New Film Shows Eminent Somali Runner Mo Farah Forced Into Slavery In UK. Source: Eurasia Review

Posted by

ISSN 2330-717X

Tuesday, July 19, 2022

Eurasia Review

Sir Mo Farah, CBE, is a multiple Olympic, World and European Champion athlete. For many he is Britain’s greatest ever athlete having accumulated 10 global titles which includes the ‘double double’ of gold medals over 5,000m and 10,000m at both the 2012 and 2016 Olympic Games. Source: MoFarah.com

Sir Mo Farah, CBE, is a multiple Olympic, World and European Champion athlete. For many he is Britain’s greatest ever athlete having accumulated 10 global titles which includes the ‘double double’ of gold medals over 5,000m and 10,000m at both the 2012 and 2016 Olympic Games. Source: MoFarah.com

New Film Shows Eminent Somali Runner Mo Farah Forced Into Slavery In UK

IDN 0 Comments

By IDN

By Lisa Vives

Somalia-born runner Mohamed Abdi Jama Farah, known as Mo Farah, won 10 gold medals (four Olympic and six World titles) for being the second man in history to win long-distance doubles at successive Olympics and World Championships.

But he won much more than that.

  • He won a platform to tell his story of forced servitude and how he was trafficked to Britain as a child and forced to look after other children.

Full details of his experience can be seen in a new documentary produced by the BBC and Red Bull Studios, where he reveals how as a boy of 8 or 9, he was separated from his family and trafficked from neighbouring Djibouti to the UK under a new name.

  • Farah was born in present-day Somaliland, a territory that demanded independence from the Horn of Africa nation of Somalia.
  • When he left Africa, he thought he was going to Europe to live with relatives and had a piece of paper with the contact details. But the woman he ended up with tore up his papers and took him to an apartment in west London, where he was forced to care for her children.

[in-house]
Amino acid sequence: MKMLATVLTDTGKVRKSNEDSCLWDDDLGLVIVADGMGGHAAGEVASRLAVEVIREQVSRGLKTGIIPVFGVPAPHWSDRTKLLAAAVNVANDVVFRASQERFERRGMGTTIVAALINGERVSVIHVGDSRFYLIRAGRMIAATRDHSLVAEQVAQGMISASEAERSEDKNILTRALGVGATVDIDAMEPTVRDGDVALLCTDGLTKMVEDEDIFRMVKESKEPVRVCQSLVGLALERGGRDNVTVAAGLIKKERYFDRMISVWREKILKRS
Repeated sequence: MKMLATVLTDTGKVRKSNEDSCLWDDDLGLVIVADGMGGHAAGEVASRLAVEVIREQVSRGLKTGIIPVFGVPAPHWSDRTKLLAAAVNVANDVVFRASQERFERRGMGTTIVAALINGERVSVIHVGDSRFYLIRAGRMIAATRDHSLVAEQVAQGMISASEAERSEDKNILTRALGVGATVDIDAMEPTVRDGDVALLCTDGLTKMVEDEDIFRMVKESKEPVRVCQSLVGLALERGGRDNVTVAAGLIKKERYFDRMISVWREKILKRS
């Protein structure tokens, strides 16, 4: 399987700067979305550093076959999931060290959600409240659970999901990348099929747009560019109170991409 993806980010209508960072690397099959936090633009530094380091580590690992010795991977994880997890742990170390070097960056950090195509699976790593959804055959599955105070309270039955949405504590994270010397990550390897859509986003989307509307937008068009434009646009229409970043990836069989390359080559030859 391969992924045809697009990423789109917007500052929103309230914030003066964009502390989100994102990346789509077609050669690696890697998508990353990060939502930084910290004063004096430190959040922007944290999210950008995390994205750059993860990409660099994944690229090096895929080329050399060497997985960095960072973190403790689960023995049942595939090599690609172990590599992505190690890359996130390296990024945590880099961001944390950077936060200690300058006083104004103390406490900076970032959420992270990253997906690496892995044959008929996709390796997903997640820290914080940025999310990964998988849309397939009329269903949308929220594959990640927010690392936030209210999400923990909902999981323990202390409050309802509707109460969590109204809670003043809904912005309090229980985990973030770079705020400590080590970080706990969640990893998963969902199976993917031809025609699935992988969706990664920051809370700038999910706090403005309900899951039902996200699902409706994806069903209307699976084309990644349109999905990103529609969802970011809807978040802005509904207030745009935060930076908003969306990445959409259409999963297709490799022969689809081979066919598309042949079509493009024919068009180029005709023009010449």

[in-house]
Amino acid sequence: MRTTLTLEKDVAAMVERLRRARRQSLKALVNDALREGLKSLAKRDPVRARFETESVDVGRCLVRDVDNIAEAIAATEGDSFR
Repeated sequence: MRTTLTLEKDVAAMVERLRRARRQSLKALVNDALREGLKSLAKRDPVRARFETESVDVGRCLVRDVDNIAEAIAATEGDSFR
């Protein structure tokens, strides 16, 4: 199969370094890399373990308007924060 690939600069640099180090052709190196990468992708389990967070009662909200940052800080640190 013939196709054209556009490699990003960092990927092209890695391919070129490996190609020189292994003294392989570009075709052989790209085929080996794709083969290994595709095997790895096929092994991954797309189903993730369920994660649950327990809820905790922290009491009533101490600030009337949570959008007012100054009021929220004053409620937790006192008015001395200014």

• Farah said his fortunes in Britain changed when he was finally allowed to attend school. A teacher interviewed for the documentary recalled a 12-year-old boy who appeared unkempt and uncared for, was “emotionally and culturally alienated” and spoke little English.

Farah eventually told his story to a physical education instructor. The teacher contacted local officials, who arranged for a Somali family to take him in as a foster child. He soon blossomed on the track.

Anti-slavery advocates say Farah is the most prominent person to come forward as a victim of modern-day slavery, a crime that is often hidden because it occurs behind closed doors and inflicts such trauma on its victims.

Ahmed Dini, who runs the Mogadishu-based children’s rights group Peace-Line, expressed sorrow for Farah’s troubled childhood. “It has become evident that there are many contributing factors to child trafficking, such as poverty, a lack of adequate education, and insufficient security.”

IDN

IDN-InDepthNews offers news analyses and viewpoints on topics that impact the world and its peoples. IDN-InDepthNews serves as flagship of the International Press Syndicate Group, partner of the Global Cooperation Council.

Leave a Reply

Fill in your details below or click an icon to log in:

WordPress.com Logo

You are commenting using your WordPress.com account. Log Out /  Change )

Twitter picture

You are commenting using your Twitter account. Log Out /  Change )

Facebook photo

You are commenting using your Facebook account. Log Out /  Change )

Connecting to %s